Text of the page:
The 1950s are generally idolized because it's considered a time of innocence before the political and social upheavals of the 60s. Interestingly, I sense among my own generation a similiar feeling for the 1990s which we see as a time of innocence before Bush, 9/11, and recession.
Interesting perspective. I am ten years older than you and think of the 80s as being more like the 50s and the 90s as more like the 60s. The 50s and 80s were both conservative and blissful. The music and fashion had some similarities. The country was in a prosperous, relatively calm time after the wars that ended in the 40s and 70s. The 60s and 90s both saw a fractionalization of society culturally speaking as represented in the music. The Cold War came to a head in the 80s and though we weren't building bomb shelters in the backyard I remember many people being concerned with Reagan's nuclear buildup. I am not sure either of us is right or wrong but it is curious that we both relate the idealistic perspective of the 50s to the decade in which we spent our teenage years.

Every decade has its good and its dirty little secrets (for lack of a better term). I think there was a sense of personal responsibility in the 50s that is foreign to many now. Or maybe that was part of the idealism we project on the 50s. I'll have to defer to those who remember the 50s for first person insight on that.
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Old 05-08-2008, 12:06 PM
 
27,243 posts, read 55,655,637 times
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I think it matters in large part where you lived in the 50's especially in terms of race relations...

Growing up in the Bay Area I would see news accounts about Jim Crow laws and Segregation from other parts of the country and it would be totally foreign to me...

Just about every race was represented in my neighborhood in Oakland... Whites, Blacks, Asian, Hispanic... to name a few and that also included my schools...

My father attended Oakland Public Schools in the 1930's along with Black, Japanese, Chinese and Mexican Classmates...

Maybe growing up in the Bay Area or California was quite different...

The 1950's here were seen as a time of economic prosperity... people were anxious to get on with life after having lived through WWII.

One of the most striking differences that I notice is the almost absence of stay at home moms today and the number of single parent homes... While not unheard of in the 50's... it certainly was the rare exception... I had one classmate whose father was killed in Korea and she was the only single parent family I knew... I didn't know any where both parents worked full time... although some had mom's that worked part time at the school or did book keeping work from home and these were the same families that always seemed to be going on great vacations every summer and had the new cars and power lawn mowers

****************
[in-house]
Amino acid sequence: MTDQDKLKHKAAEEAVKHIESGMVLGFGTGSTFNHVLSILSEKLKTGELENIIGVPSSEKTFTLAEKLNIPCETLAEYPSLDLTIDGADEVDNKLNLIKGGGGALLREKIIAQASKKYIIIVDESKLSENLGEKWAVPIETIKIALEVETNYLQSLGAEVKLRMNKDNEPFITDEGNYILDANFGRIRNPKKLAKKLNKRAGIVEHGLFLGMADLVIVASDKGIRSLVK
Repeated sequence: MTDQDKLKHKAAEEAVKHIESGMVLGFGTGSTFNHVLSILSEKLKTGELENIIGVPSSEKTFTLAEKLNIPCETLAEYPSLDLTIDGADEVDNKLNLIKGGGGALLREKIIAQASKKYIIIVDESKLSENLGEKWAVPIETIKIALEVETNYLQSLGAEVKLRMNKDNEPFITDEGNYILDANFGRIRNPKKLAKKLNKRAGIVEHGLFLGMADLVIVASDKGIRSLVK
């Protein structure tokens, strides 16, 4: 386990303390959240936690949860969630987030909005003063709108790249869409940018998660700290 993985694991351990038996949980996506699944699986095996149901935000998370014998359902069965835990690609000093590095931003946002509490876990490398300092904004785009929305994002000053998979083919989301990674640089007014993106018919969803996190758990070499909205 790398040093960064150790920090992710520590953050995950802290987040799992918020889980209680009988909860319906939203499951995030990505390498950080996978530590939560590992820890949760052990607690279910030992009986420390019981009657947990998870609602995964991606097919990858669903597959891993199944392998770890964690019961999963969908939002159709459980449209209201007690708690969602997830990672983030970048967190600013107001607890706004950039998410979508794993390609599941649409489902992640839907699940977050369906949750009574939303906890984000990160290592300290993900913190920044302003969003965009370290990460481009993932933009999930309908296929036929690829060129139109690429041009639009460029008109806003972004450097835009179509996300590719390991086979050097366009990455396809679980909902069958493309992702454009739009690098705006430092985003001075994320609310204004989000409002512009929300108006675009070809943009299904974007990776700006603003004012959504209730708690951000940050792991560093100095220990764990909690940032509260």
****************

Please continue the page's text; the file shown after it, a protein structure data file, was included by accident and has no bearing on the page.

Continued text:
Last edited by Ultrarunner; 05-08-2008 at 12:22 PM..
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Old 05-08-2008, 01:06 PM
 
3,859 posts, read 9,577,518 times
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Quote:
Originally Posted by bchris02 View Post
I agree. Today people are too worried about hurting the child's self-esteem to teach them and mold them down the right path. I'm not sure when this started, but its created a domino effect that has morally bankrupt our nation.
Excellent point!! I totally agree


Nicolem
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Old 05-08-2008, 06:13 PM
 
Location: Out there somewhere...a traveling man.
41,037 posts, read 51,615,539 times
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Quote:
Originally Posted by nicolem View Post
Excellent point!! I totally agree


Nicolem
Again it all started with the 60's hippie generation and the flower children. Check out WoodStock and you'll see why.
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Old 05-08-2008, 06:55 PM
 
Location: Chicago
3,340 posts, read 8,962,896 times
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The fifties actually had much more crime than today, it just wasn't as publicized
.
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Old 05-08-2008, 07:03 PM
 
Location: Out there somewhere...a traveling man.
41,037 posts, read 51,615,539 times
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Quote:
Originally Posted by Go Ne View Post
The fifties actually had much more crime than today, it just wasn't as publicized
.
That's impossible.